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  • Let The Right One In (Låt den rätte komma in) | Review

    By | July 1, 2009


    Director: Tomas Alfredson

    Writer(s): John Ajvide Lindqvist (novel and screenplay)

    Starring: Kåre Hedebrant, Lina Leandersson

    It’s the 1980’s and twelve-year-old Oskar (Kåre Hedebrant) lives in the harsh, wintery blackness of Sweden. There’s something not quite right about Oskar. It could be that he picks knife fights with trees, is fascinated with violence, is continually bullied by his schoolmates, or maybe those long Swedish nights are just draining a bit of his soul. Regardless of Oskar’s bad state, a savior appears in the form of Eli (Lina Leandersson), a two hundred-year-old vampire that has settled in to graze on Oskar’s sleepy town.

    Oskar and Eli meet on the playground at night where the two hit it off, with Oskar being smitten by the young Eli, and Eli being fascinated with Oskar’s Rubik’s cube. Oskar provides something that’s missing in Eli’s somewhat fiendish existence—a friend. In return Eli brings some spice into Oskar’s dreary existence, with more late night meetings at the playground, a fair amount of blood-letting, and a strange romance that forges a symbiotic relationship between the two.

    Let The Right One In isn’t your typical vampire flick. There’s no leather pants, Chinese fighting stars dipped in lead, shotguns, discos with laser light shows, or post-punk bands butchering the soundtrack. Instead, you’ll find lots of space; sparse, well-placed dialogue; an excellent cast; and an effective director with a great novel to work from.

    Director Tomas Alfredson creates a little Gothic masterpiece based largely on location and time-frame. The bleak cold-war countenance of Sweden in the early 80’s provides the optimal setting for the sluggish working-class (well, it’s Sweden—they’re all working class) in the Stockholm suburb of Blackeberg. There’s a sort of hopelessness that pervades the population, accentuated by the stark, white backdrop, communal housing, and drab coffee shop where the locals gather to drink. Blackeberg, a place seemingly insignificant to the outside world, provides the perfect feeding ground for Eli.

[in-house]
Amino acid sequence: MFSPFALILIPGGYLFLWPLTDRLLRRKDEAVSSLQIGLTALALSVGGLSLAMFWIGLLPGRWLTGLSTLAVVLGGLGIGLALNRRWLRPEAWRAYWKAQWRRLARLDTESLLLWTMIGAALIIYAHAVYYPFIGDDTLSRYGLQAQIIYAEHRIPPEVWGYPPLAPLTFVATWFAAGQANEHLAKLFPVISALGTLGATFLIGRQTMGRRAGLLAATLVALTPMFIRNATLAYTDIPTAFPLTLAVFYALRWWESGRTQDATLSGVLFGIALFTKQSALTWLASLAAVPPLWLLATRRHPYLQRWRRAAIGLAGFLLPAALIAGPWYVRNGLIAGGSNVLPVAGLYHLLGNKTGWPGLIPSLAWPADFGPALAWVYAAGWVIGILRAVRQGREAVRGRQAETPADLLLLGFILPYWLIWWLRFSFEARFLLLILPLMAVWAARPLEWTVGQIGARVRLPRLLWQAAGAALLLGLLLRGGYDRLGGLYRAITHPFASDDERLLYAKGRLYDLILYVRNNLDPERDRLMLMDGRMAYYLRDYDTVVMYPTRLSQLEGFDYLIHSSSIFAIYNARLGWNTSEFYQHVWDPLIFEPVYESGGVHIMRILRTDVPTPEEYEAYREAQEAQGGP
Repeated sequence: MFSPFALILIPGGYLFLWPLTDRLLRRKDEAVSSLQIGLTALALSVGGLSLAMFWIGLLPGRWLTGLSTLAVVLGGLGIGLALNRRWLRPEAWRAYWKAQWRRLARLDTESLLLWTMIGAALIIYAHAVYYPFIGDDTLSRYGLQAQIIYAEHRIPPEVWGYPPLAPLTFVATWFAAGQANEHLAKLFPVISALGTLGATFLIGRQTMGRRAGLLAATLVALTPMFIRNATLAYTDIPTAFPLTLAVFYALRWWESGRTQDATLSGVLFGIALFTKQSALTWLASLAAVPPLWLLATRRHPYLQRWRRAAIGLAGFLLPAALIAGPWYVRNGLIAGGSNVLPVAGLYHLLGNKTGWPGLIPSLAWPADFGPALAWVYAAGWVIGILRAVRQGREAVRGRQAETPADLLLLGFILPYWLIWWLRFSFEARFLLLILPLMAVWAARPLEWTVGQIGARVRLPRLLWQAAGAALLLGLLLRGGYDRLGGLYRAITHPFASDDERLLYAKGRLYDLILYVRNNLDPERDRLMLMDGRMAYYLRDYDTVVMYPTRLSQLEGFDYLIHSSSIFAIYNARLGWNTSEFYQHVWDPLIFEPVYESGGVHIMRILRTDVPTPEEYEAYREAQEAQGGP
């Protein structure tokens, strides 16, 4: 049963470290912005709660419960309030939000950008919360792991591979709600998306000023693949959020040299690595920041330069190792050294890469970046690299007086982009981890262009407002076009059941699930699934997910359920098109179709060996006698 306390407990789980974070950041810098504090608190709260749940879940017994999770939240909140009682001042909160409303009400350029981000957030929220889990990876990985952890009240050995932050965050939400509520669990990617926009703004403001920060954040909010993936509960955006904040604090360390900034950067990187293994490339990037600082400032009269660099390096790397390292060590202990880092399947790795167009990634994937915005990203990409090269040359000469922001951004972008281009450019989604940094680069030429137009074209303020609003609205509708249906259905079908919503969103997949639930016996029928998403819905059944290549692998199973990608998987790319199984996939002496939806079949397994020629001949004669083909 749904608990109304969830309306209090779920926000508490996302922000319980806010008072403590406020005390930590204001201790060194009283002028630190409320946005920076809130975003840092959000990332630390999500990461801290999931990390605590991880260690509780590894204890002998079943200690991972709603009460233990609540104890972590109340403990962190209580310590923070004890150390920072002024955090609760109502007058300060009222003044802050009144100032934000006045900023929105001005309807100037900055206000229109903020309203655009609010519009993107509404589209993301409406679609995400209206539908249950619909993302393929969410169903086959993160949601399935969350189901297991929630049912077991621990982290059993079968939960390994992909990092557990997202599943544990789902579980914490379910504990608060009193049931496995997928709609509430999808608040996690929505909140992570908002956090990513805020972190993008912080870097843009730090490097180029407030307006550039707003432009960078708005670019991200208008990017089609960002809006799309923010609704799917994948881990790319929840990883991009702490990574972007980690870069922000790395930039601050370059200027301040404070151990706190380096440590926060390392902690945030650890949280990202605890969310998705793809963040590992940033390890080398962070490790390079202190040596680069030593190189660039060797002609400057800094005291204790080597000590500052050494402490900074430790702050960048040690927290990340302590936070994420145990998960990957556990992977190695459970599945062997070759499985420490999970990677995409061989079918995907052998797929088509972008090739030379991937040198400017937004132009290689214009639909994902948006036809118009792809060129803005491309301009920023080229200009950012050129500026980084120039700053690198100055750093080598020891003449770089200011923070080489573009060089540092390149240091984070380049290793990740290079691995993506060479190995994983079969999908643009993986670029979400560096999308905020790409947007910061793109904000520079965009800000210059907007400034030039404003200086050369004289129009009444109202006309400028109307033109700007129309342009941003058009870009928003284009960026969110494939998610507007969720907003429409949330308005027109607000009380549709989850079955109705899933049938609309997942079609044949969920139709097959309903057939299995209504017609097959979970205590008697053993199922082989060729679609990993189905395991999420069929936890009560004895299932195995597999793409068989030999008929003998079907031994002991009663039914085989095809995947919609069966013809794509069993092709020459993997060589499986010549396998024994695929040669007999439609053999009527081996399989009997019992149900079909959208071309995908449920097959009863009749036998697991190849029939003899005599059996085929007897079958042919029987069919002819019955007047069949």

Kåre Hedebrant does an outstanding job playing the young, bullied, naive outsider, Oskar. Hedebrant’s character will bring back vivid memories for anyone ever tortured by the school tough. In kind, Lina Leandersson is exceptional as Eli, a character much like Oskar in that she, too, is an outsider, only not so naive. Leandersson is impelling, portraying a seemingly desperate vampire not only bent on survival, but also caught between befriending Oskar and commandeering him to fulfill her own needs.

    Let The Right One In (Låt den rätte komma in) was a hit at the usual film festivals, including Tribeca, and it’s not surprising. This movie is an understated gem in a genre that is painfully predictable. Foreign films are largely ignored by the general public until they are remade by a mammoth Hollywood studio (Cloverfield‘s Matt Reeves is currently directing the remake Let Me In). They inevitably destroy everything that was wonderful about the original, namely by injecting big name actors, grandiose camera work, and pretentious dialogue. OK, objectivity is not one of my strong suits, but these forays into self-adoration by Hollywood tend to end in disaster. Perhaps these misguided gods of the cinema will learn something from the Swedes this time around.

    Rating: 9/10

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